I hope that these suggestions will help you move from asking the dreaded question to having a truly supportive conversation. And for all the  writers out there who are already anticipating the dreaded question over the holidays, I hope these ideas help you to recognize that many family and friends truly want to support you and are often just looking for the best way to do so.
Okay, and a little love from Ryan Gosling doesn't hurt either.
But seriously. Do I have an answer right now? Not a precise one. It is my hope to defend by the end of 2016, which would mean earning my degree at age 30. If I can get into a good rhythm and get into a good submission and revision routine with my advisor, it is a possibility. The university gives me a deadline of end of Spring 2017, so most likely I will be finishing either slightly early or right on time. It's not something that can just be cranked out, and if I could just use sheer determination and will power, I would. But it's neither a simple nor straightforward process.
All of this is to say, I don't always have an answer at the ready. I know what I need to do to make it to the finish line - I just can't precisely predict my finish time in the great marathon project of my life.
But when the question comes from a place of genuine love and concern, I'll always be glad to give an answer, even if it's vague or full of feelings and worries. And even happier when I can answer with a set defense date.
Will make this dream a reality someday!And there will be many people to thank who I know will help get me to the finish line.

Monday, January 4, 2016

Looking back to 2015 and looking forward to 2016

This feels a bit like the old-school e-mail surveys that my middle school friends and I used to send to each other on our dial-up AOL accounts. I’ve cut some of them out, but the full list is here:
1. What did you do this year that you’re proud of?
Organized a two-day conference centered around my dissertation, Wrote over 100 pages including a successful first chapter, learned how to cook better
2. Who did you meet this year that inspired you?
The best medieval historian in my field (Miri Rubin), Pope Francis 
3. What are songs that you will always hear and think of this year even when you’re listening on some contraption that hasn’t even been invented yet?
Uptown Funk, Shut Up and Dance With Me
4. What is your favorite photo from this year? - Can't pick just 1!
Out with my parents and husband for my 29th birthday
Me with my best friend and her daughter after we put up their tree
From my brother's wedding in November!
5. What are five things you want to say to people you love?
         1. I love you.
         2. I’m sorry when I’ve wronged you.
         3. Thank you for supporting me unconditionally.
         4. Please let me know how I can support you.
         5. I can't imagine life with you.
6. What are some places where you feel true joy in your life?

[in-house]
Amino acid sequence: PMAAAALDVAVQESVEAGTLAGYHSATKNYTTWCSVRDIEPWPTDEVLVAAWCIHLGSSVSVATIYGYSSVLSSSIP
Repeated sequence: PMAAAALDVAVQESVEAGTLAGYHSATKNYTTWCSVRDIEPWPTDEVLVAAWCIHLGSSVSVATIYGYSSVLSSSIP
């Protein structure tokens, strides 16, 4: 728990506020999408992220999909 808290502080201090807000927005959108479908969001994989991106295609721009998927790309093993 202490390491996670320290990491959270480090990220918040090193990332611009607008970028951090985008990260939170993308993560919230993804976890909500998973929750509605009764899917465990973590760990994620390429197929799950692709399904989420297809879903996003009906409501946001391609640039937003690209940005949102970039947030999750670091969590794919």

Running around Georgetown, Rock Creek Park
Beautiful day on the Waterfront with my best four-legged friend

7.. What were your favorite meals?

Finally figured out a good steak marinade and learned how to grill outside
I really stepped things up in terms of cooking in 2015. I learned how to master a bunch of dishes, pastas, how to make a good steak, a few side dishes, and desserts. While the process can be challenging, it is also a lot of fun to conquer a new dish and figure out how to make something delicious. Top 2 dishes of the year: marinated pork tenderloin and twice-baked potatoes, which I then made for my parents and grandparents (who then called my other relatives to tell them about it). 

Bridal Party Squad - still my best girlfriends
8. Who are people that you believe are bringing out the best in you?
Taylor Swift isn't the only with #Squad Goals
Dissertation Squad (aka my mom and aunts)

Also, my dad, brother, and husband, but their squad pictures just don't quite hold up.
9. What are five things that you were hard on yourself about but would never have been hard on a friend if they were experiencing it?
      1. Ability to write fast and well
      2. Keeping our apartment clean
      3. Maintaining a good exercise regiment
      4. Keeping in touch with people
       5. Eating well
10. What things have you been putting off doing because you didn’t have time?
1.     1. Blogging! I hope to get back into this writing habit more consistently. I used to love it so much, and as I got swallowed up by my grad program (and in love!), the blogging fell to the wayside.
  2. Racing more. I did manage to do 5 races in 2015, and made over $350 in prize money. I tried 5 new races, instead of going to my old standbys, and I'd like to do more of that this year.
  3. Do yoga regularly. As I mentioned in my last post, I was able to take a few yoga classes at the end of the year and really enjoyed it. I think it will help me keep my head in check if I do it regularly. 
11. What are your biggest hopes for 2016?
      1. I hope my class on the Crusades goes well
      2. I hope to get a substantial amount of writing done, and set a dissertation defense date
      3. I would like learn how to make more recipes
      4. I hope to find more balance in my life and manage my stress better

Happy New Year! Out to celebrate!